DEAR AMY: I’ve been with my boyfriend for two years. I am 21; he is 23. We get along very well, but he is extremely shy! He barely speaks to my family or friends, or even at his own family functions. Around me, he is fairly chatty.
He only has a select few friends that he plays video games with. He thinks it’s “weird” to hang out, and he “hates small talk because it is pointless.”
For a long time, this didn’t bother me. However, now my mother says she doesn’t like him because he is unfriendly. My friends have also expressed concern; they say he’s “awkward.”
What can I do to help my boyfriend be more sociable? He has expressed an interest in seeking help, we just don’t know where to get it. Should my friends and family be more understanding?
DEAR DISTURBED: The first thing you should do is to understand that your boyfriend is likely an introvert. Expecting him to suddenly become sociable is like expecting an orange to become a blueberry. Could you behave in a way that is in complete opposition to your nature? Probably not.
You and your guy should both read the best-selling book “Quiet: The Power of Introverts in a World That Can’t Stop Talking,” by Susan Cain. This groundbreaking look at introversion helps introverts – and those who love them – see the commonality of their qualities and characteristics.
Your guy is likely only comfortable interacting with a very small group of people at any one time. He is quiet because he is listening, not because he doesn’t want to know people.
More insight into his nature will help you to understand him better. For him, self-knowledge might help him to find ways to push through his temperament in order to please you, your friends and family. He should also grow to understand that there is nothing at all “wrong” with him.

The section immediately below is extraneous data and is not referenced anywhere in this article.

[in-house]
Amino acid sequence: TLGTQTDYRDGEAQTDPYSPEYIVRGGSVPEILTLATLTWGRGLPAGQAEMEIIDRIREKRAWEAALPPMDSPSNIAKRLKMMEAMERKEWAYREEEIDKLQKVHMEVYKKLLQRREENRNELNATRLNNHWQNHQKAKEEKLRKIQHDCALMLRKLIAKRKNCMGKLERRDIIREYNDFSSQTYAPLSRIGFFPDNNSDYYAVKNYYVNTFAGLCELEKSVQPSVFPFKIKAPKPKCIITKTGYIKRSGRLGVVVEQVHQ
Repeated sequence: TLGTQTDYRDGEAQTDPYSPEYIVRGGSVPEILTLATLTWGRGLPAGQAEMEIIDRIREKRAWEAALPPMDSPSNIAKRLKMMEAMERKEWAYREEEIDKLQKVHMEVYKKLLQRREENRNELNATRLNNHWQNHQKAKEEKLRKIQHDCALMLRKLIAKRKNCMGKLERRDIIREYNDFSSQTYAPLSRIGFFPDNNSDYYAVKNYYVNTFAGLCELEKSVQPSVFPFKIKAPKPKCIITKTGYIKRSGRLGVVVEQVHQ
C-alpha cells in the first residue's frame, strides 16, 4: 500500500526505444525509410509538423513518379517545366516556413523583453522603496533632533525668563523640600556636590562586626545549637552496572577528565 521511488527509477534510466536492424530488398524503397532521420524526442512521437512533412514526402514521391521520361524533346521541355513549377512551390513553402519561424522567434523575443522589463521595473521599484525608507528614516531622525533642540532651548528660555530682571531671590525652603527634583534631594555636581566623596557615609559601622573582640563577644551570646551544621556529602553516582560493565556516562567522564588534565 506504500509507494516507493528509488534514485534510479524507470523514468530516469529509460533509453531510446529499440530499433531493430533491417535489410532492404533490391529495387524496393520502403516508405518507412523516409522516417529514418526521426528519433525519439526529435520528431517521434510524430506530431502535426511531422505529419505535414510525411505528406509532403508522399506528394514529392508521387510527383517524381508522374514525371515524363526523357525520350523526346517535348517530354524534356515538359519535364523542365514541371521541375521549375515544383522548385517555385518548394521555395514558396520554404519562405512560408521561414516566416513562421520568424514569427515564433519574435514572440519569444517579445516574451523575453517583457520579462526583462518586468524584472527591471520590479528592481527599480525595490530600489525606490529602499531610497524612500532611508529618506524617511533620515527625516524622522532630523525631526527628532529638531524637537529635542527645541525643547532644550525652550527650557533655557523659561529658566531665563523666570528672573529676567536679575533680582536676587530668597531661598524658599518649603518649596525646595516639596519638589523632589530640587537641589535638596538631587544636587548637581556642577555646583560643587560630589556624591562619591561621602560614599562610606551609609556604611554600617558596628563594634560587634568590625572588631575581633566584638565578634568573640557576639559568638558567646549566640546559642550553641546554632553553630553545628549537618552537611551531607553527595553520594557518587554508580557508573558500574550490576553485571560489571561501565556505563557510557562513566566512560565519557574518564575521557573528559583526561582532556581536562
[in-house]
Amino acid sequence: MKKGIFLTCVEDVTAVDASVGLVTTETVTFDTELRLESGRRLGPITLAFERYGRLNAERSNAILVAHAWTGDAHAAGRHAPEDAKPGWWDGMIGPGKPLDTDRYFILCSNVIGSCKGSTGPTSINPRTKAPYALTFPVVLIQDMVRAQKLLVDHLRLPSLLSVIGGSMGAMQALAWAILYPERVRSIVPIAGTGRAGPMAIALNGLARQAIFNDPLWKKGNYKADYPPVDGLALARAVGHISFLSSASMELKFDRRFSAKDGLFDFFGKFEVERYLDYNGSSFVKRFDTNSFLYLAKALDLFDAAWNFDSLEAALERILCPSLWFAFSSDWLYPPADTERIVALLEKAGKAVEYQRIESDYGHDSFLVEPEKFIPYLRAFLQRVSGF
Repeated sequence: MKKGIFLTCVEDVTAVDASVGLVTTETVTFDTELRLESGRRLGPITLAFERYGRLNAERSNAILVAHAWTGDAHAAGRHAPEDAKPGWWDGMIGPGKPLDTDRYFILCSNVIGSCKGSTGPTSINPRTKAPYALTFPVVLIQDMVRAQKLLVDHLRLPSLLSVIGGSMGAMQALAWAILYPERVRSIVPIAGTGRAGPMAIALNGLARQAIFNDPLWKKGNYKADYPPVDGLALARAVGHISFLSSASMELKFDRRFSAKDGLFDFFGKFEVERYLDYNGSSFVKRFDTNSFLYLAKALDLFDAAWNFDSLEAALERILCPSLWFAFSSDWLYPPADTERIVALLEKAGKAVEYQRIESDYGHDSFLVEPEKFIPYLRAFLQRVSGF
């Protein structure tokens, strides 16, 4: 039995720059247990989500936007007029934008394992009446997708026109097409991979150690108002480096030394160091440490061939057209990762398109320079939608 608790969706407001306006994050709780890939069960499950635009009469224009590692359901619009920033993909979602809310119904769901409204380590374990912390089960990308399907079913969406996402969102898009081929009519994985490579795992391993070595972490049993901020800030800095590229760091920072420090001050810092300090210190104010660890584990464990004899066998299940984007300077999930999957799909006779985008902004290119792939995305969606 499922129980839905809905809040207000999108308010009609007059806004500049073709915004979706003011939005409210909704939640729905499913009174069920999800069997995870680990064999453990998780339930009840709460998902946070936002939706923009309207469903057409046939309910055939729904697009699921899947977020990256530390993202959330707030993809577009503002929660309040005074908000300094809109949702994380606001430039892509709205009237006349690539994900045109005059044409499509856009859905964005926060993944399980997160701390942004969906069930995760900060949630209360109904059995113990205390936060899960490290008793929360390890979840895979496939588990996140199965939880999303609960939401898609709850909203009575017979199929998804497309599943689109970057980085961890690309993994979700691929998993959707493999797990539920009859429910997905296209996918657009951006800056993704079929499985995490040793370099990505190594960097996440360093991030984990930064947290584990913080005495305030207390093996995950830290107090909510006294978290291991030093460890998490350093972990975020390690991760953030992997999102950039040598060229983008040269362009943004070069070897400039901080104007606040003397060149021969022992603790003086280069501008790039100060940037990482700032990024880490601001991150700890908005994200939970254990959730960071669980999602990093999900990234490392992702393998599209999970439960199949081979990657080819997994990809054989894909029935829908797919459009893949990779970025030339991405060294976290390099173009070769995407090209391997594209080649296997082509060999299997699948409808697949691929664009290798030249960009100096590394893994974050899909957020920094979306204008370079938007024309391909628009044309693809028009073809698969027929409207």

Dear Amy: I am a 52-year-old man. I was married for 22 years and am now divorced.
A year ago I met “Carla,” the woman of my dreams. Then last summer, I lost my job. I was under a lot of stress.
I started texting with an old girlfriend. Some conversations crossed the “friend line” and became sexual. The woman then forwarded these texts to Carla. She was devastated, and decided to end our relationship.
I have sent cards, flowers and many texts. Carla said she’s moving on and that I should, too. But what I did affected me so much that I was baptized at my church because I needed a fresh start.
I need to show the love of my life that I’m not playing around anymore.
DEAR DEVASTATED: Your baptism should mark a spiritual rebirth and renewal, not a guarantee that you will be able to win back your girlfriend.
At this point, you need to behave like a mature adult. Take full responsibility for your actions, apologize with simple sincerity, and say to “Carla,” “I hope that in time you will find it in your heart to forgive me.”
And then yes – you will have to pick up the pieces and do your best to move forward.
Contact Amy Dickinson via email: firstname.lastname@example.org.